Kim Lajoie's blog

Quick question – long long does it take you to mix?

by Kim Lajoie on April 5, 2012

I know I haven’t been around much lately. Sorry about that. I’ve been busy. Anyway, I’ve been thinking about efficiency and productivity a lot. And I’ve been thinking about why we do things like optimise our workflow and find ways to waste less time. So I’ve got a blog post or two coming up very soon […]

Do something different with rhythm

by Kim Lajoie on October 3, 2011

Break out of your usual rhythms. Think about all the usual assumptions you make when you’re programming drums and rhythms for other parts. People often speak of breaking the rules… what happens when you break your own rules? Take the kick drum for example… do you only ever place the kick drum on quarter-notes? See […]

Examples of using group busses

by Kim Lajoie on September 19, 2011

Group busses are a versatile and useful mixing technique. They’re often used in a variety of different situations: Distorted guitar stacks. It’s quite common to layer or doubletrack (or tripletrack or quadrupletrack) distorted guitar parts in order to make them sound bigger. Sometimes the layers are all recorded with the same setup (same guitar, same […]

Tuning the kick drum to the key of the song

by Kim Lajoie on June 7, 2010

It’s sometimes said that it’s important to tune the kick drum to the key of the song. While it’s commonly said in relation to electronic music, it’s certainly not restricted to that genre. Drummers tune their acoustic drum kits, no matter what genre they play. Often the individual kit pieces are tuned together so they […]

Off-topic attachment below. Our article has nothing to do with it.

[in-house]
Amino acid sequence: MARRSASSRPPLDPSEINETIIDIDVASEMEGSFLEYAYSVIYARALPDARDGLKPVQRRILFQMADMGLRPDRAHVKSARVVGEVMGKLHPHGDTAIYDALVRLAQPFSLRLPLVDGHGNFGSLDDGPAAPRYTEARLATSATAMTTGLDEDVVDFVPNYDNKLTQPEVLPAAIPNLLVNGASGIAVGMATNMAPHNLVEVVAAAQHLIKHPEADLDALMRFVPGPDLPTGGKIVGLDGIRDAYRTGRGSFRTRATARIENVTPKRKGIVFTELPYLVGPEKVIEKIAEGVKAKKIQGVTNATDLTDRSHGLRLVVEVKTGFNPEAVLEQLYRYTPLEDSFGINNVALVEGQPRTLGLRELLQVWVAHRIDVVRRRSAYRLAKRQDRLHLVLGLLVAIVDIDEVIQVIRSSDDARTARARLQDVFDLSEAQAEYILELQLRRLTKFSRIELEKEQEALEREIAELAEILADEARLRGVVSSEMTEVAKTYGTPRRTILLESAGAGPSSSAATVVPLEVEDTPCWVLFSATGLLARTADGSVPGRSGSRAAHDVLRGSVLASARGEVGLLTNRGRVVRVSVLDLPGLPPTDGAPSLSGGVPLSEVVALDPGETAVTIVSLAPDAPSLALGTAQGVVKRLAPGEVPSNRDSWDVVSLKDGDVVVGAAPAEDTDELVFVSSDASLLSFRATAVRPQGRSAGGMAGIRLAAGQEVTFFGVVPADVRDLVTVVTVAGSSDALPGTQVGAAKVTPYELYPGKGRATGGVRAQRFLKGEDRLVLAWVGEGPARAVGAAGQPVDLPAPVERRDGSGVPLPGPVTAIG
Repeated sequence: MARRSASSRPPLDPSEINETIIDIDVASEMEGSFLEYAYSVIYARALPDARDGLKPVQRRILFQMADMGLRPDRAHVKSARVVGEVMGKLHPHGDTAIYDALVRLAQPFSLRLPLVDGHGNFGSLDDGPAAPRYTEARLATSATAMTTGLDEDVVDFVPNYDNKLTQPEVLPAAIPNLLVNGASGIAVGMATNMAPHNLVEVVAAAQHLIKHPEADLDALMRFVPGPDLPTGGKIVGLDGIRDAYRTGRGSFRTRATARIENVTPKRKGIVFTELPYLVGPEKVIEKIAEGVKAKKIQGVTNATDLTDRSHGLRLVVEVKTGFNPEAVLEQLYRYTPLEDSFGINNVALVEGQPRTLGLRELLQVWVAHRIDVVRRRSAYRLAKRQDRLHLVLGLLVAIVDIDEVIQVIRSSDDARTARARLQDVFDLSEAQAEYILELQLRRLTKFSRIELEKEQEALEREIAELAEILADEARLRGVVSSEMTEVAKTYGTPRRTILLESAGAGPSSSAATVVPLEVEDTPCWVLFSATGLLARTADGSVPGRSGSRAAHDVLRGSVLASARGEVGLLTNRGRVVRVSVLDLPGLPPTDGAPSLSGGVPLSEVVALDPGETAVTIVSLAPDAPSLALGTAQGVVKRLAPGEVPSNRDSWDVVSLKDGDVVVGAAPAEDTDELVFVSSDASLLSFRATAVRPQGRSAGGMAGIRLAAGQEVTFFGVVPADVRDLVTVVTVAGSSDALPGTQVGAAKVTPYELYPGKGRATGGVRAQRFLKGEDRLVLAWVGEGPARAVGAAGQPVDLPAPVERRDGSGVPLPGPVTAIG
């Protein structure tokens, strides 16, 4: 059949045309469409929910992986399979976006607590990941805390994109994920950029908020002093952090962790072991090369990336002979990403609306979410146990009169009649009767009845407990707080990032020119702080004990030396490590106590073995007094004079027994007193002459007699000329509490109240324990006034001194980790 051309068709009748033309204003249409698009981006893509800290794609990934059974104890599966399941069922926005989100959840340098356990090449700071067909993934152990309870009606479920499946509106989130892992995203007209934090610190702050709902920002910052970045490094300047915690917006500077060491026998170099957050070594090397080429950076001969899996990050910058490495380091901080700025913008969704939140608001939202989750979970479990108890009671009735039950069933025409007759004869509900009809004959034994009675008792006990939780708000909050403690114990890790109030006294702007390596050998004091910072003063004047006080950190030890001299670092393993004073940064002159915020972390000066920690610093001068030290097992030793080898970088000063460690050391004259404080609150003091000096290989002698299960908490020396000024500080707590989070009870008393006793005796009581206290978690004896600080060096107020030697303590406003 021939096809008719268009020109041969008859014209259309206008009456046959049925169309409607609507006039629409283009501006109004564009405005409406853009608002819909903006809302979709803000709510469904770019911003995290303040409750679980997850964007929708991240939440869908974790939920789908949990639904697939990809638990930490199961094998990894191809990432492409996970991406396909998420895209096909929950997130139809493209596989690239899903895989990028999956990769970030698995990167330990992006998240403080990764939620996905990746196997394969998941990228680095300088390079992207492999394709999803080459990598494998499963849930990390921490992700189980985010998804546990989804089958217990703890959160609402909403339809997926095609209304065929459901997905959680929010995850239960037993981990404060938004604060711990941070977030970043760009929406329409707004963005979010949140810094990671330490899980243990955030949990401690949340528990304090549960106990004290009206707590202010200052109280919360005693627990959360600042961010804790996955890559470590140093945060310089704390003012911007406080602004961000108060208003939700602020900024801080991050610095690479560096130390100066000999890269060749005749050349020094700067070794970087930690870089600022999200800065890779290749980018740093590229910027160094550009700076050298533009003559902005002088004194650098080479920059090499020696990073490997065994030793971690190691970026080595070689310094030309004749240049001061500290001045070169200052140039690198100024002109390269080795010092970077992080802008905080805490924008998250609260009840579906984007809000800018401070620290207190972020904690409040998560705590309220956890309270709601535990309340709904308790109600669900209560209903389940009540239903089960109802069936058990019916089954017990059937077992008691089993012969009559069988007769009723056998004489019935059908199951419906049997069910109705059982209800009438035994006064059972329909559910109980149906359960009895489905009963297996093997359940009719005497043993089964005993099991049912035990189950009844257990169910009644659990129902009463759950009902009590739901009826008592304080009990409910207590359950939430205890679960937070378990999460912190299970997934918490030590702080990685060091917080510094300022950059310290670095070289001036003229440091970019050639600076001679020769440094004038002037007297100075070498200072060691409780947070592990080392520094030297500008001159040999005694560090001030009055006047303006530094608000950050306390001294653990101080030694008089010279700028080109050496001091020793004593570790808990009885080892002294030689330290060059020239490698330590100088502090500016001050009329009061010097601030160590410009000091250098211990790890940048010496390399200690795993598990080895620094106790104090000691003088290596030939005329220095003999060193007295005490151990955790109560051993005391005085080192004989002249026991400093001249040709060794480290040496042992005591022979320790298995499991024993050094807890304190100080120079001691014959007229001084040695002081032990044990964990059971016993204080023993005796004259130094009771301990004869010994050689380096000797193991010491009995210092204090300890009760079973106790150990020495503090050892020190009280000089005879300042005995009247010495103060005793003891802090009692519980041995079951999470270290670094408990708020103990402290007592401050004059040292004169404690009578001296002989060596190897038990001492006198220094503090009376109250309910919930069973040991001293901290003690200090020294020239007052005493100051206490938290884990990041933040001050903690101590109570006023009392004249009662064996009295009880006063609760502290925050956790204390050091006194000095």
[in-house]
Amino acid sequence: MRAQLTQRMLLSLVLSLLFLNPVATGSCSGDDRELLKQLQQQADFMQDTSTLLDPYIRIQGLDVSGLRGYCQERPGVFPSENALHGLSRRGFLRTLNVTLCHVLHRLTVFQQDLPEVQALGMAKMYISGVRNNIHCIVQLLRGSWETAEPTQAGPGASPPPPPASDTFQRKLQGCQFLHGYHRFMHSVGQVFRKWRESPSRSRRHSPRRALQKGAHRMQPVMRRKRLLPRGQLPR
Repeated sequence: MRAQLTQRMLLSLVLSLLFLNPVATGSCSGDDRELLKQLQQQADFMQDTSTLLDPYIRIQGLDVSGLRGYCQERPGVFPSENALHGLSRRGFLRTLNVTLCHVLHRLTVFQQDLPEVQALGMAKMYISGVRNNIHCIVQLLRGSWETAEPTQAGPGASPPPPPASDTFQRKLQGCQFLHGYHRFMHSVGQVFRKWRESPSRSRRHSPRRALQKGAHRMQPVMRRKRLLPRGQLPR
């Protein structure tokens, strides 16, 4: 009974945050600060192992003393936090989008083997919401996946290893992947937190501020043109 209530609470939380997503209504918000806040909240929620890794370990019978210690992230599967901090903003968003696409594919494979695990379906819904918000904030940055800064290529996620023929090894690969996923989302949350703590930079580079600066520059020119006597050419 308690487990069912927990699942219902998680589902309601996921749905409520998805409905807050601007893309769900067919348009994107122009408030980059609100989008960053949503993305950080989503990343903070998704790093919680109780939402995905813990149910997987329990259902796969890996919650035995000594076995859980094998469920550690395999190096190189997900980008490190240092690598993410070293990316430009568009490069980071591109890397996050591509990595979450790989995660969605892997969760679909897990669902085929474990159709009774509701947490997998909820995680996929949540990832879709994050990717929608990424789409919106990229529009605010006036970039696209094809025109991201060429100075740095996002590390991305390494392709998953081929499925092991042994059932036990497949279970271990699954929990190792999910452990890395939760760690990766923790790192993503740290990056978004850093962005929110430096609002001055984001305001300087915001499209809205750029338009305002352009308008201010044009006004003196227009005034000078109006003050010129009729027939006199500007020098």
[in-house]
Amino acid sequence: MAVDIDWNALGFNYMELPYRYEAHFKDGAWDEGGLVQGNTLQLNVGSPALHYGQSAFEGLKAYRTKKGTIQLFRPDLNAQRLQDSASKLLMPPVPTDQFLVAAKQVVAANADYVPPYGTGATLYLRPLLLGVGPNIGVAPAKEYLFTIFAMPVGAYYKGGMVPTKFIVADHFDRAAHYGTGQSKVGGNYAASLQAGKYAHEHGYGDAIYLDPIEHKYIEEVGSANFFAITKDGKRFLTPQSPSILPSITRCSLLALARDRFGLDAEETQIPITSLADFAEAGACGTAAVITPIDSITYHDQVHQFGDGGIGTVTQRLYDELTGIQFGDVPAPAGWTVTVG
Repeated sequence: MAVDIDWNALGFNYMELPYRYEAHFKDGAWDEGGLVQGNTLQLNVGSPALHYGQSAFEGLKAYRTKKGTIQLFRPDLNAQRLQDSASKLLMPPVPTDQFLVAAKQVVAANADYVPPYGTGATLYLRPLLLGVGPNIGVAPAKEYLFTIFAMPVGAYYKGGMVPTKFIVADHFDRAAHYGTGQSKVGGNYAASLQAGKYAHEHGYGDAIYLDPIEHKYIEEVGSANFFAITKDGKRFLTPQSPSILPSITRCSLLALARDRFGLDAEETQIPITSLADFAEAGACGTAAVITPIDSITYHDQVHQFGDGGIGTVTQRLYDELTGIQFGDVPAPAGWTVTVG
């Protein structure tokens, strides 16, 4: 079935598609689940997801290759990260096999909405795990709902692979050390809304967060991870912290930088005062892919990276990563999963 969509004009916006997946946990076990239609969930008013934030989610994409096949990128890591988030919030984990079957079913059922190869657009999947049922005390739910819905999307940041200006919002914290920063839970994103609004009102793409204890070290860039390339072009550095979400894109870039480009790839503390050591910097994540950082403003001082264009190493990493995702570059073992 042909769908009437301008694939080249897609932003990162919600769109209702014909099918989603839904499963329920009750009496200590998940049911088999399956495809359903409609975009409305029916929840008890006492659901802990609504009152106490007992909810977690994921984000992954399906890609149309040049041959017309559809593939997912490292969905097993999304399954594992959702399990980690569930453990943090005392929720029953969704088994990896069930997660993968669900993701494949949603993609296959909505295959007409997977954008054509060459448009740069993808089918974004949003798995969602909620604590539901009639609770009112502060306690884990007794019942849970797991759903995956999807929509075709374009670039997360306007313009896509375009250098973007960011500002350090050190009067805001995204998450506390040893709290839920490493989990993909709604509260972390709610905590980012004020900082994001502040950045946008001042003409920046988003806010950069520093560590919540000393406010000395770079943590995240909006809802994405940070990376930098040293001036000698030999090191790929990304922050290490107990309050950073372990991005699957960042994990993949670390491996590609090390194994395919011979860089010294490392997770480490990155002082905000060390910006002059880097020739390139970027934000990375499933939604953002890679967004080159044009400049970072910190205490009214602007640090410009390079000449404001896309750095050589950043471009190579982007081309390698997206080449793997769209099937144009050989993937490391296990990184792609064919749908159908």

Five secrets to making your mix louder

by Kim Lajoie on February 22, 2010

Don’t dismiss this post yet! Even if you’re in the ‘more dynamics’ brigade, these tips will give you clearer mixes that suffer less in mastering. That means better-preserved dynamics and higher fidelity! For those of you who really do want your mixs SUPER LOUD, this tips will let you push more volume without your sound […]

Composing for Kick Drums 3

by Kim Lajoie on July 17, 2009

Variation Like for any other part, adding variation to the kick drum pattern adds interest and scope. Generally speaking, there are two kinds of variation – changing the timing of notes (keeping the same density) and adding/removing notes (changing the density). These variations are most effective when a regular pattern has been established (repeating for […]

Composing for Kick Drums 2

by Kim Lajoie on July 16, 2009

Sparser Kick Drums In general, sparser kick drum patterns will be less energetic. As with the First and Third pattern, a sparse approach is generally useful for leaving space for other instruments. Taking this approach, the kick typically only emphasises the first beat of the bar, and sometimes a secondary beat (secondary in importance – […]

Composing for Kick Drums 1

by Kim Lajoie on July 15, 2009

Kick drums. Where would we be without them? They are the foundation of the rhythm section. In most dance music, the kick drives the rhythm and groove of the entire song. Even in other genres, the kick drum provides a grounding. It marks the most important beats in the rhythm pattern, it helps us understand […]

That pumping effect

by Kim Lajoie on May 20, 2009

So you’ve probably heard enough of that pumping effect by now. Yes, that pumping effect where the whole mix ducks to the kick. Or at least ducks in time with the music. Or at at least some instruments in the mix. Or something. If you still think it hasn’t gone out of fashion yet (or […]

Compressing kick drums

by Kim Lajoie on May 4, 2009

Just a quickie to say that the choice of compressor you use for kick drums is more important than the actual settings you use. Kicks are a fickle beast – a few ms or a few db can make a huge difference in how the sound is perceived. This is also where a lot of compressors […]